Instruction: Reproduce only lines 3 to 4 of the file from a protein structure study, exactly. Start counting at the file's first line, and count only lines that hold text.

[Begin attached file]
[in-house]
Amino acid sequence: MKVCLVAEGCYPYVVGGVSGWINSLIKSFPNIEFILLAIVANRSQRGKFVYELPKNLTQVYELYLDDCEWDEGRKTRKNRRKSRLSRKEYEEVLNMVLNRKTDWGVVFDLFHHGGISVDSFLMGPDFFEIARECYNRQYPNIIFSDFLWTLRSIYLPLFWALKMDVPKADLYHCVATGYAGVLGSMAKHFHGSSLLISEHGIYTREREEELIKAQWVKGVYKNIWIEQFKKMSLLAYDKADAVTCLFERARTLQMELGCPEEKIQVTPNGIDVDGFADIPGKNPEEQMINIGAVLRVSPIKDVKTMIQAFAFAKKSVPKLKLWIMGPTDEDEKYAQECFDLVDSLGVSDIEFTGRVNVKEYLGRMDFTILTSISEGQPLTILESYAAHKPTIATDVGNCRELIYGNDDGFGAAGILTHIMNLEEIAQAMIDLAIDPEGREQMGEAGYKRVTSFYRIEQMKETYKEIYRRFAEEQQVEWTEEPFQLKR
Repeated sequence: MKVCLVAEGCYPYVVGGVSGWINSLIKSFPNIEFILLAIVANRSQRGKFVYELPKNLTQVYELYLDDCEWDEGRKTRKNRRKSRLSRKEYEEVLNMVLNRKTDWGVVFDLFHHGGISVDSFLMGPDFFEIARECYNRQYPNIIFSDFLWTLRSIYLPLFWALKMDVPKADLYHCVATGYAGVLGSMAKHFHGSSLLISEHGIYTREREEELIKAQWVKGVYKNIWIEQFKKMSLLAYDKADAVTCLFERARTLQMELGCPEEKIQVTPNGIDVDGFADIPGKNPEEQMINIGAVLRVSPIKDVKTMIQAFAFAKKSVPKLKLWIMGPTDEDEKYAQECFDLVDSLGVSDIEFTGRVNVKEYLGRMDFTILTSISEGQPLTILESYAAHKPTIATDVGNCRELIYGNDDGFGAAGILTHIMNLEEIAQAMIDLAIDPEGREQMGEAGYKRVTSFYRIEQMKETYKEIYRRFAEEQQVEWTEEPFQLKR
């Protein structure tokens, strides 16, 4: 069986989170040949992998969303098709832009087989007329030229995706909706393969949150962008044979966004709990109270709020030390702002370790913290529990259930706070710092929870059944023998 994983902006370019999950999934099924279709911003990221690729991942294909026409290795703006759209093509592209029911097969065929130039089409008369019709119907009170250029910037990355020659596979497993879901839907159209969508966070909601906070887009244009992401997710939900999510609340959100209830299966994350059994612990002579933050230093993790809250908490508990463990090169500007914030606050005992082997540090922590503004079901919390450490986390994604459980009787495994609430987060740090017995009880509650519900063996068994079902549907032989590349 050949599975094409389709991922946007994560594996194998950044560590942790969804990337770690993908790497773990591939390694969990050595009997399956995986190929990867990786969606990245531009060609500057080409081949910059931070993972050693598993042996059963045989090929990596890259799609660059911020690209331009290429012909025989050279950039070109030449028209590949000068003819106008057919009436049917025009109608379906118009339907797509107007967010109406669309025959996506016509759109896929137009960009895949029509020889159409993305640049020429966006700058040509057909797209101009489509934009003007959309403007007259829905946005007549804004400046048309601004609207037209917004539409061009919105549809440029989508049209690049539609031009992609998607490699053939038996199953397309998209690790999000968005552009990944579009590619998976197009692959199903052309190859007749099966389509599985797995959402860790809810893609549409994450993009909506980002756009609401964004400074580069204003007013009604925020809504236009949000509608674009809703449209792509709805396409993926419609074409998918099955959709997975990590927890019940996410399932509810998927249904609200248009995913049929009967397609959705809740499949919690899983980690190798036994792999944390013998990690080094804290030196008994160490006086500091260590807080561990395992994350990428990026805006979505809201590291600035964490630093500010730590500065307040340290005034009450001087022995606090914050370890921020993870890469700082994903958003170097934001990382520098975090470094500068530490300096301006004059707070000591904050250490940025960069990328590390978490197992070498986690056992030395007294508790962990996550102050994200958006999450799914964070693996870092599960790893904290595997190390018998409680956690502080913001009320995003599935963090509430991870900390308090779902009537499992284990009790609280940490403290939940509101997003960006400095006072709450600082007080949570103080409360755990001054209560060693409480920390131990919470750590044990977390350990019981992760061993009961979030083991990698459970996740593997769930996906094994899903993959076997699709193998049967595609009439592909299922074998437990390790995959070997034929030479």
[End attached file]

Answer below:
Repeated sequence: MKVCLVAEGCYPYVVGGVSGWINSLIKSFPNIEFILLAIVANRSQRGKFVYELPKNLTQVYELYLDDCEWDEGRKTRKNRRKSRLSRKEYEEVLNMVLNRKTDWGVVFDLFHHGGISVDSFLMGPDFFEIARECYNRQYPNIIFSDFLWTLRSIYLPLFWALKMDVPKADLYHCVATGYAGVLGSMAKHFHGSSLLISEHGIYTREREEELIKAQWVKGVYKNIWIEQFKKMSLLAYDKADAVTCLFERARTLQMELGCPEEKIQVTPNGIDVDGFADIPGKNPEEQMINIGAVLRVSPIKDVKTMIQAFAFAKKSVPKLKLWIMGPTDEDEKYAQECFDLVDSLGVSDIEFTGRVNVKEYLGRMDFTILTSISEGQPLTILESYAAHKPTIATDVGNCRELIYGNDDGFGAAGILTHIMNLEEIAQAMIDLAIDPEGREQMGEAGYKRVTSFYRIEQMKETYKEIYRRFAEEQQVEWTEEPFQLKR
């Protein structure tokens, strides 16, 4: 069986989170040949992998969303098709832009087989007329030229995706909706393969949150962008044979966004709990109270709020030390702002370790913290529990259930706070710092929870059944023998 994983902006370019999950999934099924279709911003990221690729991942294909026409290795703006759209093509592209029911097969065929130039089409008369019709119907009170250029910037990355020659596979497993879901839907159209969508966070909601906070887009244009992401997710939900999510609340959100209830299966994350059994612990002579933050230093993790809250908490508990463990090169500007914030606050005992082997540090922590503004079901919390450490986390994604459980009787495994609430987060740090017995009880509650519900063996068994079902549907032989590349 050949599975094409389709991922946007994560594996194998950044560590942790969804990337770690993908790497773990591939390694969990050595009997399956995986190929990867990786969606990245531009060609500057080409081949910059931070993972050693598993042996059963045989090929990596890259799609660059911020690209331009290429012909025989050279950039070109030449028209590949000068003819106008057919009436049917025009109608379906118009339907797509107007967010109406669309025959996506016509759109896929137009960009895949029509020889159409993305640049020429966006700058040509057909797209101009489509934009003007959309403007007259829905946005007549804004400046048309601004609207037209917004539409061009919105549809440029989508049209690049539609031009992609998607490699053939038996199953397309998209690790999000968005552009990944579009590619998976197009692959199903052309190859007749099966389509599985797995959402860790809810893609549409994450993009909506980002756009609401964004400074580069204003007013009604925020809504236009949000509608674009809703449209792509709805396409993926419609074409998918099955959709997975990590927890019940996410399932509810998927249904609200248009995913049929009967397609959705809740499949919690899983980690190798036994792999944390013998990690080094804290030196008994160490006086500091260590807080561990395992994350990428990026805006979505809201590291600035964490630093500010730590500065307040340290005034009450001087022995606090914050370890921020993870890469700082994903958003170097934001990382520098975090470094500068530490300096301006004059707070000591904050250490940025960069990328590390978490197992070498986690056992030395007294508790962990996550102050994200958006999450799914964070693996870092599960790893904290595997190390018998409680956690502080913001009320995003599935963090509430991870900390308090779902009537499992284990009790609280940490403290939940509101997003960006400095006072709450600082007080949570103080409360755990001054209560060693409480920390131990919470750590044990977390350990019981992760061993009961979030083991990698459970996740593997769930996906094994899903993959076997699709193998049967595609009439592909299922074998437990390790995959070997034929030479």